UK: Based on the latest analysis of major European hotel markets by CBRE, Edinburgh, Glasgow and Manchester are well positioned for recovery once travel activity resumes.
The report identifies those markets with material exposure to leisure demand and a low reliance on international travel (particularly long-haul) and MICE demand are best positioned for a more rapid recovery.
Domestic travel will be the first to rebound, supported by the gradual reopening of economic markets alongside the lifting of some travel restrictions.
Germany, the UK and Italy usually have the highest share of domestic tourism spend which is said to give these countries an advantage, notwithstanding of the economic effect of COVID-19 and consumer perception of risk.
International travel demand will take longer to return, with short-haul recovering before long-haul. Findings suggest that accommodation providers in gateway cities and airport locations will be most exposed to the limited volume of international travel demand.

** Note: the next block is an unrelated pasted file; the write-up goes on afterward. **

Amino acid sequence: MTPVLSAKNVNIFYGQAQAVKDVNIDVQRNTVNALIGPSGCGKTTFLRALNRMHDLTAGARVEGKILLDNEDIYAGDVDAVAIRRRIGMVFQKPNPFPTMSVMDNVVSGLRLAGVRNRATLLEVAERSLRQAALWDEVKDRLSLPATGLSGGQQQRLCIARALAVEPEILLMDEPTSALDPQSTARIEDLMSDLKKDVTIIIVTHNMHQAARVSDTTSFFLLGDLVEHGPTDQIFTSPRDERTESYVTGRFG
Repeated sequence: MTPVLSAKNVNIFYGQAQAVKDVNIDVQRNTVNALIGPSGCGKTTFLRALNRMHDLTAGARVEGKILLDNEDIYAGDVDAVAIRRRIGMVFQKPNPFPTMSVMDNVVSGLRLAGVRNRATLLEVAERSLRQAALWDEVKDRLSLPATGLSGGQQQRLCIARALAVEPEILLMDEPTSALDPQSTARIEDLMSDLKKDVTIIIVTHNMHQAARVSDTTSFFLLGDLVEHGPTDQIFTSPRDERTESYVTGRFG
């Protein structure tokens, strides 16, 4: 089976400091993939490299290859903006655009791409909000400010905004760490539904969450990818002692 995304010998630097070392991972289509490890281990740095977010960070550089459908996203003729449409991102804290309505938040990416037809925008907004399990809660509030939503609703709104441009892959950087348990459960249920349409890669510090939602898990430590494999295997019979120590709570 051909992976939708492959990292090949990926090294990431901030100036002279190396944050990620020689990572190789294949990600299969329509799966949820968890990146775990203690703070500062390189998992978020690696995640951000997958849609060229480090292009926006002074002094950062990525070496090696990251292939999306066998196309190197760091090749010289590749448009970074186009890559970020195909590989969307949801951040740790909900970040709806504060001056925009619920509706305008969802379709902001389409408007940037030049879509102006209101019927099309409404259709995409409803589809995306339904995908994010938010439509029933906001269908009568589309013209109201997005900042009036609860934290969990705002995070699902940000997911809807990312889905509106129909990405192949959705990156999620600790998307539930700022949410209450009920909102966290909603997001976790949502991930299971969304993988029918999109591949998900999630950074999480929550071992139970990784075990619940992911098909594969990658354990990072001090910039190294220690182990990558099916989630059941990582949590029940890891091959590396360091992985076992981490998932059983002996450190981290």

Generally, the growth rate of corporate demand has been lower than the growth rate of leisure demand over the last decade. Leisure travel is likely to see an immediate surge, with countryside and rural hotels across Europe expected to benefit from this trend first.
CBRE expects corporate travel to return as economic activity resumes, although this will be limited and will remain below ‘normal’ levels for the short-to-medium term.
International MICE is likely to be the most impacted segment and will take the longest to recover within hospitality. Cities such as Paris, Vienna, Madrid, Barcelona and Berlin are heavily exposed to large meetings and events and have witnessed many postponed or cancelled.
In the long term, these European cities are well positioned to capitalise on the recovery given their availability of leading conference and exhibition space, infrastructure and connectivity.
Joe Stather, associate director for hotels at CBRE, said: “Previous demand shocks in the hotel market show us that not all customer segments are impacted to the same degree, or indeed follow the same trajectory in terms of recovery. We anticipate that markets across Europe which have previously benefitted from strong domestic leisure demand are well positioned to lead the recovery cycle.”